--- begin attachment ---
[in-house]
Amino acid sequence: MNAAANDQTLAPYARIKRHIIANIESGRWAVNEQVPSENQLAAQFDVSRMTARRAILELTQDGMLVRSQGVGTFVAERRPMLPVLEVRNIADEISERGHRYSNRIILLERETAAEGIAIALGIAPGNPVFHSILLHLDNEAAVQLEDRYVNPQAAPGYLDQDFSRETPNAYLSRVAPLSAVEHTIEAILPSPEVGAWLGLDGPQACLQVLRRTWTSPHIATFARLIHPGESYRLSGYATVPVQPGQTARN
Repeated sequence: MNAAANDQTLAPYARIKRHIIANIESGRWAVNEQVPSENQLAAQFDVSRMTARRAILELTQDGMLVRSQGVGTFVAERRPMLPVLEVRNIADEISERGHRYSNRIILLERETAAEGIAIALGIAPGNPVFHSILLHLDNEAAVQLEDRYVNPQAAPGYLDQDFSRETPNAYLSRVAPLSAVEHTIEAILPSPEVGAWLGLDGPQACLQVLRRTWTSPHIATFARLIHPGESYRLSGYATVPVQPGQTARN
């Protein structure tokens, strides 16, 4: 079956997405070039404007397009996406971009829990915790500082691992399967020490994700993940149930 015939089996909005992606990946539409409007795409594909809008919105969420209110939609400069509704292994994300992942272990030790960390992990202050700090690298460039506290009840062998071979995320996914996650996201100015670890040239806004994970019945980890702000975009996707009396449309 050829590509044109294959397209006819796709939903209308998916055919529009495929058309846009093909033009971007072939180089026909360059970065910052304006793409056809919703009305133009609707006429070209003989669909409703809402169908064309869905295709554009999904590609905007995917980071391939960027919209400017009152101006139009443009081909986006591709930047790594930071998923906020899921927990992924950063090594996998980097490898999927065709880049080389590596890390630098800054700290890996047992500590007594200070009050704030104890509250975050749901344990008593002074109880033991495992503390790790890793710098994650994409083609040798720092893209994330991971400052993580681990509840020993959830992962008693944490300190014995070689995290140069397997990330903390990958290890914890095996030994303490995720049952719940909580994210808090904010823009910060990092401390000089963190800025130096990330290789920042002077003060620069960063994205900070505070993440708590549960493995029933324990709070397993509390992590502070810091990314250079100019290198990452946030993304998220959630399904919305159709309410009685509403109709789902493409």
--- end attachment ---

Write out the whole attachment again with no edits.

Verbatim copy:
[in-house]
Amino acid sequence: MNAAANDQTLAPYARIKRHIIANIESGRWAVNEQVPSENQLAAQFDVSRMTARRAILELTQDGMLVRSQGVGTFVAERRPMLPVLEVRNIADEISERGHRYSNRIILLERETAAEGIAIALGIAPGNPVFHSILLHLDNEAAVQLEDRYVNPQAAPGYLDQDFSRETPNAYLSRVAPLSAVEHTIEAILPSPEVGAWLGLDGPQACLQVLRRTWTSPHIATFARLIHPGESYRLSGYATVPVQPGQTARN
Repeated sequence: MNAAANDQTLAPYARIKRHIIANIESGRWAVNEQVPSENQLAAQFDVSRMTARRAILELTQDGMLVRSQGVGTFVAERRPMLPVLEVRNIADEISERGHRYSNRIILLERETAAEGIAIALGIAPGNPVFHSILLHLDNEAAVQLEDRYVNPQAAPGYLDQDFSRETPNAYLSRVAPLSAVEHTIEAILPSPEVGAWLGLDGPQACLQVLRRTWTSPHIATFARLIHPGESYRLSGYATVPVQPGQTARN
């Protein structure tokens, strides 16, 4: 079956997405070039404007397009996406971009829990915790500082691992399967020490994700993940149930 015939089996909005992606990946539409409007795409594909809008919105969420209110939609400069509704292994994300992942272990030790960390992990202050700090690298460039506290009840062998071979995320996914996650996201100015670890040239806004994970019945980890702000975009996707009396449309 050829590509044109294959397209006819796709939903209308998916055919529009495929058309846009093909033009971007072939180089026909360059970065910052304006793409056809919703009305133009609707006429070209003989669909409703809402169908064309869905295709554009999904590609905007995917980071391939960027919209400017009152101006139009443009081909986006591709930047790594930071998923906020899921927990992924950063090594996998980097490898999927065709880049080389590596890390630098800054700290890996047992500590007594200070009050704030104890509250975050749901344990008593002074109880033991495992503390790790890793710098994650994409083609040798720092893209994330991971400052993580681990509840020993959830992962008693944490300190014995070689995290140069397997990330903390990958290890914890095996030994303490995720049952719940909580994210808090904010823009910060990092401390000089963190800025130096990330290789920042002077003060620069960063994205900070505070993440708590549960493995029933324990709070397993509390992590502070810091990314250079100019290198990452946030993304998220959630399904919305159709309410009685509403109709789902493409």